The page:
Mushrooming opportunities

Oyster mushrooms

Have you ever wondered why mushrooms are so expensive and seem like an elitist food? Why would a fungus cost more than beef and fish? How nutritious could this delicacy be? Well, wonder no more. All types of edible mushrooms contain varying degrees of protein and fibre. They also contain B vitamins as well as selenium, which helps to support the immune system and prevent damage to cells and tissues. Mushrooms are being increasingly researched and used for their important health benefits with different varieties having different medicinal properties. For example, certain varieties of mushrooms have even been shown to have potential in protecting against cancer. There is also some evidence that they may be beneficial in the treatment and management of some neurodegenerative diseases.

Cultivation of mushrooms, such as oyster mushrooms, is also a sustainable business where different natural resources such as corncobs or even used coffee grounds can be used as a growing material. The number of people who are getting interested into this field is rapidly increasing, and the possibilities to create viable businesses out of fungiculture are gaining attention globally.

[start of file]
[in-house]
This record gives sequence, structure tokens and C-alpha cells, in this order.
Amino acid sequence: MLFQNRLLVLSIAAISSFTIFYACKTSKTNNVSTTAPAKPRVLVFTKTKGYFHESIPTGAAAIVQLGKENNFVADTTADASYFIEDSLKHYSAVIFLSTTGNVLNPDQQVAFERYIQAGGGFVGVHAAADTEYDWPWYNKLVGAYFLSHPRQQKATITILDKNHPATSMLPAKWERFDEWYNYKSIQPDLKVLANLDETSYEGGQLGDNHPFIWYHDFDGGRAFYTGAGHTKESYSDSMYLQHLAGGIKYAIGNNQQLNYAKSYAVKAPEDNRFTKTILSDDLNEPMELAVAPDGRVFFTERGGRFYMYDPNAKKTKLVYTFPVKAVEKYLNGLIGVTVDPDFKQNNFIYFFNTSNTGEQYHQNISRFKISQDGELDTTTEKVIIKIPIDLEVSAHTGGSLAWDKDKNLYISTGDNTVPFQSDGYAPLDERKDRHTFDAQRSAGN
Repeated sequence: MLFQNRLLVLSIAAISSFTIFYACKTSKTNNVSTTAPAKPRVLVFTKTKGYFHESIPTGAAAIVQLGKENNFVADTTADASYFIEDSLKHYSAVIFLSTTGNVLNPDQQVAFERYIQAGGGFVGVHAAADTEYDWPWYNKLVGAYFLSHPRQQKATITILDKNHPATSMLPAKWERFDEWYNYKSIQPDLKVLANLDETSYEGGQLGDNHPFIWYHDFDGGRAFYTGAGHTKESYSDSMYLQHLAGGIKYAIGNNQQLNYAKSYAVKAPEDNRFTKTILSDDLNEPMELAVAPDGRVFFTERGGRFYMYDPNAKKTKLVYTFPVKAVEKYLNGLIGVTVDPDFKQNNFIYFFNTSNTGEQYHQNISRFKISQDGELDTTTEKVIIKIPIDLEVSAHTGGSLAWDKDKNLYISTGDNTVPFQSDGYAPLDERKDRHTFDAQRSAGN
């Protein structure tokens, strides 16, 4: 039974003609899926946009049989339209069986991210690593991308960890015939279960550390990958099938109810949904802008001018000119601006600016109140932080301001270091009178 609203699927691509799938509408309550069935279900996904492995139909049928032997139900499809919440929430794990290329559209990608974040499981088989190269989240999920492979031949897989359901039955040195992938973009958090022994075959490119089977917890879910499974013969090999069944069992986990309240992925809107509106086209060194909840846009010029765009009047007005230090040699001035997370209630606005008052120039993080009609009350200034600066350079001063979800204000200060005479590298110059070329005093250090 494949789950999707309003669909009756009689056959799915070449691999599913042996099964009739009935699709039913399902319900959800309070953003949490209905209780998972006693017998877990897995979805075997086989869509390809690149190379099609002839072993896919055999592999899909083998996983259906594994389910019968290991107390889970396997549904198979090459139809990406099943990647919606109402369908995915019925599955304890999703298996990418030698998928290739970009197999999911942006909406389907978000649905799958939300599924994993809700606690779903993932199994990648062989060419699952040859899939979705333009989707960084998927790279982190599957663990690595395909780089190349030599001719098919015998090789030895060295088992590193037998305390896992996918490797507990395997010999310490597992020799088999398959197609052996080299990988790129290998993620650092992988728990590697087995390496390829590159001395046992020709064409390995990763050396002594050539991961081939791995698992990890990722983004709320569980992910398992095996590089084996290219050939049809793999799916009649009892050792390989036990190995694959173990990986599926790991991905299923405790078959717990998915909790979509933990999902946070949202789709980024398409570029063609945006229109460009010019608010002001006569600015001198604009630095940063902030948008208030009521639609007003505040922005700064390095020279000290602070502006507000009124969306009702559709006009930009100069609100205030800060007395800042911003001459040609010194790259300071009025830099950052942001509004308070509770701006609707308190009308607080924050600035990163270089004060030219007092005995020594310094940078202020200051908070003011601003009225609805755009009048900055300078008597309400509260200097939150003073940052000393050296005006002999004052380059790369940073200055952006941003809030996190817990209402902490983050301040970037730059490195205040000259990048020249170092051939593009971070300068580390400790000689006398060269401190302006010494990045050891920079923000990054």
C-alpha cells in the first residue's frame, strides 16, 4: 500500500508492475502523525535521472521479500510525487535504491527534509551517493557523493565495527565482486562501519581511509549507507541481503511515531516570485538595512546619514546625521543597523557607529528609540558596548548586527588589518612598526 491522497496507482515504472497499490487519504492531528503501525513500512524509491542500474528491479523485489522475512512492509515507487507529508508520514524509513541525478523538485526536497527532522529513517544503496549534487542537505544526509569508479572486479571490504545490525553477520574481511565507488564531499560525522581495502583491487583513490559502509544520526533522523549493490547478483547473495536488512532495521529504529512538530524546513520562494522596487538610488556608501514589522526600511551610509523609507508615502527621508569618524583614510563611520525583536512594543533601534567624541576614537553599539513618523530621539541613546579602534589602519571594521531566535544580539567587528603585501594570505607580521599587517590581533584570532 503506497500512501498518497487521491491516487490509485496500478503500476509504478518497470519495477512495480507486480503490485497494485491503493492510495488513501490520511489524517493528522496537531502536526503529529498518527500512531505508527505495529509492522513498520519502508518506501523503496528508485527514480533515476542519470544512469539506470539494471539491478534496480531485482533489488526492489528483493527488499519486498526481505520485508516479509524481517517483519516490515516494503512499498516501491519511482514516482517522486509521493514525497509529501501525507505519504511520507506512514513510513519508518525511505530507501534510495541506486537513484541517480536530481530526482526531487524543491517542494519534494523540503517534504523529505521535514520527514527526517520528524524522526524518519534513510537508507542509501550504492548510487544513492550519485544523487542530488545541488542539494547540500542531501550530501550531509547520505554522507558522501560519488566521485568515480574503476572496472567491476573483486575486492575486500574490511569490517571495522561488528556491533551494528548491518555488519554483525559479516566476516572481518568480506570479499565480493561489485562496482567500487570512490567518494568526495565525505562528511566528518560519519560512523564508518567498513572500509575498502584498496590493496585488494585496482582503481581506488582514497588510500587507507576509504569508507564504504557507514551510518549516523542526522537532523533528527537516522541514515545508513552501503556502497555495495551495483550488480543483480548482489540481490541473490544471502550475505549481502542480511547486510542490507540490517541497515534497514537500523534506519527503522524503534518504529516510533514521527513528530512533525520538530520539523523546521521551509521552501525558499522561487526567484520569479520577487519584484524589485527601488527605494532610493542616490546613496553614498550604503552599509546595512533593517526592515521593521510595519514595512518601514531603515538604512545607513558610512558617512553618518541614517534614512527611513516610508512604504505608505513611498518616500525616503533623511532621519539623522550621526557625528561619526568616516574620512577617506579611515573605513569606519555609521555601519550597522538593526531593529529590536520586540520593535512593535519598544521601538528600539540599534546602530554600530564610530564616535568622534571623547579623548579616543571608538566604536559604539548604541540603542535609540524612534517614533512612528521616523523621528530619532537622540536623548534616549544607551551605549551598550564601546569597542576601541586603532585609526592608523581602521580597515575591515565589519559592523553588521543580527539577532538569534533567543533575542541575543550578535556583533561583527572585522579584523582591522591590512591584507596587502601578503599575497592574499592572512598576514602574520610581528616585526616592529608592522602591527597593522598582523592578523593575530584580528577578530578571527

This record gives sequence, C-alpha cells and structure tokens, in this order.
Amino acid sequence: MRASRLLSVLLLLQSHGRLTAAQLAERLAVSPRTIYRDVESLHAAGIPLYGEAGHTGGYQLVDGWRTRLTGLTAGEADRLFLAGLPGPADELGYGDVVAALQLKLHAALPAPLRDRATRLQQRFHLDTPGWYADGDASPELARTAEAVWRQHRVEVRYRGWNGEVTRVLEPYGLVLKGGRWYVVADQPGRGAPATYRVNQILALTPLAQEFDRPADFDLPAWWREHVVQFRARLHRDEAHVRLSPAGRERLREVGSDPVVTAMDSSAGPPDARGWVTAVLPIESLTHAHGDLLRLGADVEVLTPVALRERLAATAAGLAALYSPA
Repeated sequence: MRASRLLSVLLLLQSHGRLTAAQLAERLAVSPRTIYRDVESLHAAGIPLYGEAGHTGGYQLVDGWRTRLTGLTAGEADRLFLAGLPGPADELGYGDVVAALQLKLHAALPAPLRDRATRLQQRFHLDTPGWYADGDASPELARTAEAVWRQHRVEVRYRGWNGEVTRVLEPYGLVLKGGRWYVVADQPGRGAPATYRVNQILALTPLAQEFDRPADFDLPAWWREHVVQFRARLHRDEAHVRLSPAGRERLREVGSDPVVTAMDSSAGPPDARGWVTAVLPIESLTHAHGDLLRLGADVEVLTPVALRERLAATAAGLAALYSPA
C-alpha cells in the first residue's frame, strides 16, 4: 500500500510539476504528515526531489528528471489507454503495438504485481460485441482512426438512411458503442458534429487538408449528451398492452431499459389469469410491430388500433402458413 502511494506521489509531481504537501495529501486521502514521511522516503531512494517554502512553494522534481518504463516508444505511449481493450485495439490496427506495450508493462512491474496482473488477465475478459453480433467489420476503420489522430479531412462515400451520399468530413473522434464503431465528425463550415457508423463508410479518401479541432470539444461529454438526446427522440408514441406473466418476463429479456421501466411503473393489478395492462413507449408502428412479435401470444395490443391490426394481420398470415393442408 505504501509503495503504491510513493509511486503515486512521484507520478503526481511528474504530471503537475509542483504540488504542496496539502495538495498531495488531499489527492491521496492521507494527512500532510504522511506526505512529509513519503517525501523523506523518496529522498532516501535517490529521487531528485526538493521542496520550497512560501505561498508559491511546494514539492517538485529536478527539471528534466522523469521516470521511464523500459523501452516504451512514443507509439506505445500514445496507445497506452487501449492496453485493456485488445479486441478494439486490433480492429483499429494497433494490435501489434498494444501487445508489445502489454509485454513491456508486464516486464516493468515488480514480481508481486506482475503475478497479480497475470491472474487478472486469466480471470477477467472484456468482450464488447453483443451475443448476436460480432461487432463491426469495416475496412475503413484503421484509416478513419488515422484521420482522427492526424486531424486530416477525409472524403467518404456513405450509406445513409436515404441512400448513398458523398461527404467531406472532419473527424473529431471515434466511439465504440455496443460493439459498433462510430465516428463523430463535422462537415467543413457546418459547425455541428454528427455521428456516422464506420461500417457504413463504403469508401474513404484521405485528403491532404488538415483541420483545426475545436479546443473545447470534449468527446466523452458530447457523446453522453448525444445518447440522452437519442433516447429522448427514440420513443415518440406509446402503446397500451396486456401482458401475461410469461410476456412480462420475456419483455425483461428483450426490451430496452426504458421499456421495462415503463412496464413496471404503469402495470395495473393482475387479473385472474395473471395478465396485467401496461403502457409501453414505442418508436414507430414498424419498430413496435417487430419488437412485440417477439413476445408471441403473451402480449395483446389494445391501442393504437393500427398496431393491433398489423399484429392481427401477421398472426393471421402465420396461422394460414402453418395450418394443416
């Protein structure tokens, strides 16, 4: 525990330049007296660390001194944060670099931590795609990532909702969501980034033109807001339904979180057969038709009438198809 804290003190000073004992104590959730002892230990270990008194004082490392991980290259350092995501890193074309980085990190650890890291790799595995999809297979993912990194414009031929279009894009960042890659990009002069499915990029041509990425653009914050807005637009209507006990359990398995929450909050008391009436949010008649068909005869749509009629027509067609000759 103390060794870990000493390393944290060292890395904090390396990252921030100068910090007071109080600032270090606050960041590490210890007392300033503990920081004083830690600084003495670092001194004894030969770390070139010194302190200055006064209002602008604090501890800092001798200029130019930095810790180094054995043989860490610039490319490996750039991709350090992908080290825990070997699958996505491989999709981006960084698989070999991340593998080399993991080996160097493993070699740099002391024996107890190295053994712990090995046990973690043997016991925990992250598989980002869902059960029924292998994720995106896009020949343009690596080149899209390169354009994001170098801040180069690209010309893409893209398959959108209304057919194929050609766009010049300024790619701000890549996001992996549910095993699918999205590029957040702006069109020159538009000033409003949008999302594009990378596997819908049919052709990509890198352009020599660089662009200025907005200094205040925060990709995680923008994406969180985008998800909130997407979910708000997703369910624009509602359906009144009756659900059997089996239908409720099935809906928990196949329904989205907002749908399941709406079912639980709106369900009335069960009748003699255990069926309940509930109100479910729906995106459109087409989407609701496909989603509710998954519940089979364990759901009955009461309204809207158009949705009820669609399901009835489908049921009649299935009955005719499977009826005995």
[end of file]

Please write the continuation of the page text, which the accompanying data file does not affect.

In Africa, mushroom cultivation has the potential to improve livelihoods and health of communities, be they urban, peri-urban or rural, by creating job opportunities especially for unemployed youth and women and increasing the availability of both culinary and medicinal mushrooms.

Since mushroom cultivation is generally not a subject available at school, most farmers learn it by doing. The time to master mushroom cultivation is, however, time consuming and can be costly in terms of missed revenue. The NEPAD SANBio Mushroom Node at the University of Namibia has for years been disseminating information on fungiculture to communities and entrepreneurs-to-be. In line with their mandate, and with funding from BioFISA II, the node arranged a new training course on mushroom cultivation technologies on 31 October – 3 November 2017 in Windhoek, Namibia. The training was targeted to entrepreneurs, youth, women and researchers interested in mushroom cultivation, and will hopefully result in new enterprises and increased awareness in the field.

Training at ZERI, University of Namibia